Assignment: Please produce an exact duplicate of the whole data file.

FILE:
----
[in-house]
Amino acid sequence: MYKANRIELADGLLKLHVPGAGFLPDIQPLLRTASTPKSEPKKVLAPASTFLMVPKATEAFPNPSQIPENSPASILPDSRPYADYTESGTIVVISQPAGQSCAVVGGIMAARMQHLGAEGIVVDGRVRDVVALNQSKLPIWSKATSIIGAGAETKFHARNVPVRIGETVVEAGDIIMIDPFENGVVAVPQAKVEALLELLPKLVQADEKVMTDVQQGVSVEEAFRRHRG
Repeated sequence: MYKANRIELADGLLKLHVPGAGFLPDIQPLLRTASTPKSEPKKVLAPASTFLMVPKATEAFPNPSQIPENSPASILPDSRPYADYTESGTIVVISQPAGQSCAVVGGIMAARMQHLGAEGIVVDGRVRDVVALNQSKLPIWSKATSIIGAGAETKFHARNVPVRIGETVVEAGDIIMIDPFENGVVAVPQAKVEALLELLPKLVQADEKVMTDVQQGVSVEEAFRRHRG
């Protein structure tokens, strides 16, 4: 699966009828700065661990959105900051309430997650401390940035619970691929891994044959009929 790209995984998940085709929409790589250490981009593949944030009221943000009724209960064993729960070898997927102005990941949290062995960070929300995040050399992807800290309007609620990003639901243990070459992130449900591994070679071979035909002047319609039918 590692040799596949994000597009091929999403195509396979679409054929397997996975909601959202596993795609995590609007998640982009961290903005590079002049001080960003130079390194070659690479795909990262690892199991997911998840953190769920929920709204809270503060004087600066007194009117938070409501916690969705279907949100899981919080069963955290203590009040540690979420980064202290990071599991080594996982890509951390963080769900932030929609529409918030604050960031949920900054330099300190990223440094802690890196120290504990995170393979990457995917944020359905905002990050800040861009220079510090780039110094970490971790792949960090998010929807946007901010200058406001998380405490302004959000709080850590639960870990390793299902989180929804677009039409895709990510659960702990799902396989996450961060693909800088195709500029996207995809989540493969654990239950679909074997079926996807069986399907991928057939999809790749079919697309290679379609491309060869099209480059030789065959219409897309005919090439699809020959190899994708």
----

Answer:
[in-house]
Amino acid sequence: MYKANRIELADGLLKLHVPGAGFLPDIQPLLRTASTPKSEPKKVLAPASTFLMVPKATEAFPNPSQIPENSPASILPDSRPYADYTESGTIVVISQPAGQSCAVVGGIMAARMQHLGAEGIVVDGRVRDVVALNQSKLPIWSKATSIIGAGAETKFHARNVPVRIGETVVEAGDIIMIDPFENGVVAVPQAKVEALLELLPKLVQADEKVMTDVQQGVSVEEAFRRHRG
Repeated sequence: MYKANRIELADGLLKLHVPGAGFLPDIQPLLRTASTPKSEPKKVLAPASTFLMVPKATEAFPNPSQIPENSPASILPDSRPYADYTESGTIVVISQPAGQSCAVVGGIMAARMQHLGAEGIVVDGRVRDVVALNQSKLPIWSKATSIIGAGAETKFHARNVPVRIGETVVEAGDIIMIDPFENGVVAVPQAKVEALLELLPKLVQADEKVMTDVQQGVSVEEAFRRHRG
């Protein structure tokens, strides 16, 4: 699966009828700065661990959105900051309430997650401390940035619970691929891994044959009929 790209995984998940085709929409790589250490981009593949944030009221943000009724209960064993729960070898997927102005990941949290062995960070929300995040050399992807800290309007609620990003639901243990070459992130449900591994070679071979035909002047319609039918 590692040799596949994000597009091929999403195509396979679409054929397997996975909601959202596993795609995590609007998640982009961290903005590079002049001080960003130079390194070659690479795909990262690892199991997911998840953190769920929920709204809270503060004087600066007194009117938070409501916690969705279907949100899981919080069963955290203590009040540690979420980064202290990071599991080594996982890509951390963080769900932030929609529409918030604050960031949920900054330099300190990223440094802690890196120290504990995170393979990457995917944020359905905002990050800040861009220079510090780039110094970490971790792949960090998010929807946007901010200058406001998380405490302004959000709080850590639960870990390793299902989180929804677009039409895709990510659960702990799902396989996450961060693909800088195709500029996207995809989540493969654990239950679909074997079926996807069986399907991928057939999809790749079919697309290679379609491309060869099209480059030789065959219409897309005919090439699809020959190899994708």